While it suggests an early edge for Allen, it's largely a test of name recognition at this stage. Radtke is known by just 21 percent of Virginia Republicans, while Marshall stands at just 25 percent name ID. 

Still, Allen's Republican challengers have at least some room for growth. Asked if they preferred a generic "more conservative" option instead of Allen, 25 percent of Virginia Republicans answered yes. Another 52 percent would stick with the former senator. 

"That's better than most long time GOP politicians are faring against hypothetical foes to the right," pollster Tom Jensen writes. "Before he retired, we found Jon Kyl under 50% against a 'more conservative' alternative and Bob CorkerBob CorkerState spokesman: Why nominate people for jobs that may be eliminated? The Hill's 12:30 Report Senate Foreign Relations chair: Erdogan referendum win 'not something to applaud' MORE (Tenn.) actually trails a generic challenger to his right. So for Allen to have a 27 point lead on that measure is significant."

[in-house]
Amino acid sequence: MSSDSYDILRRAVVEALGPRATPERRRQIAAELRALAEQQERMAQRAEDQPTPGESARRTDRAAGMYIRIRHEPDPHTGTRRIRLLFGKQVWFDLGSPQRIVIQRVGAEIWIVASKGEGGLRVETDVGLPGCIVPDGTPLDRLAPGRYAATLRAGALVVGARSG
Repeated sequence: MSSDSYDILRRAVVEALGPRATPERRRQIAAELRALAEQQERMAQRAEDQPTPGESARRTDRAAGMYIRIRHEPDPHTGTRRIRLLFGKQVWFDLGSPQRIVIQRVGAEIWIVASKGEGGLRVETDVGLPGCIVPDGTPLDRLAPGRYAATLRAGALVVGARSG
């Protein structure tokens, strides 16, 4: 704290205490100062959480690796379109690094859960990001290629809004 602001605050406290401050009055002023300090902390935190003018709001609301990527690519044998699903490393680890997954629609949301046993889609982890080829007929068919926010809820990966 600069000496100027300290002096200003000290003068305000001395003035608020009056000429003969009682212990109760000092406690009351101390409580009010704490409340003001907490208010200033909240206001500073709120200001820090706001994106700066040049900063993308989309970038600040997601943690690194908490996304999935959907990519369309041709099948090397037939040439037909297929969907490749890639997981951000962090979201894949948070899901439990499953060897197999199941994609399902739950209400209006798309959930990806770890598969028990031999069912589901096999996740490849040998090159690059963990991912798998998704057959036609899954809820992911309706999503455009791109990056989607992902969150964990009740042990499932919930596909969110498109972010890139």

The greatest question in the primary for Allen will be the size of the Republican field. Should it swell to four or more candidates, the path to the nomination for Allen would likely be eased as any conservative opposition would be split among Allen's challengers. 

An earlier PPP survey showed Allen in a dead heat with Democratic National Committee Chairman Tim KaineTim KaineDemocrats exploring lawsuit against Trump Overnight Defense: US moving missile defense system to South Korea | Dems want justification for Syria strike | Army pick pushes back against critics of LGBT record Kaine, Schiff press Trump on legal justification for Syria strike MORE in a hypothetical general election match-up. Virginia Democrats are anxiously awaiting Kaine's decision on a run, which is likely to come by next week.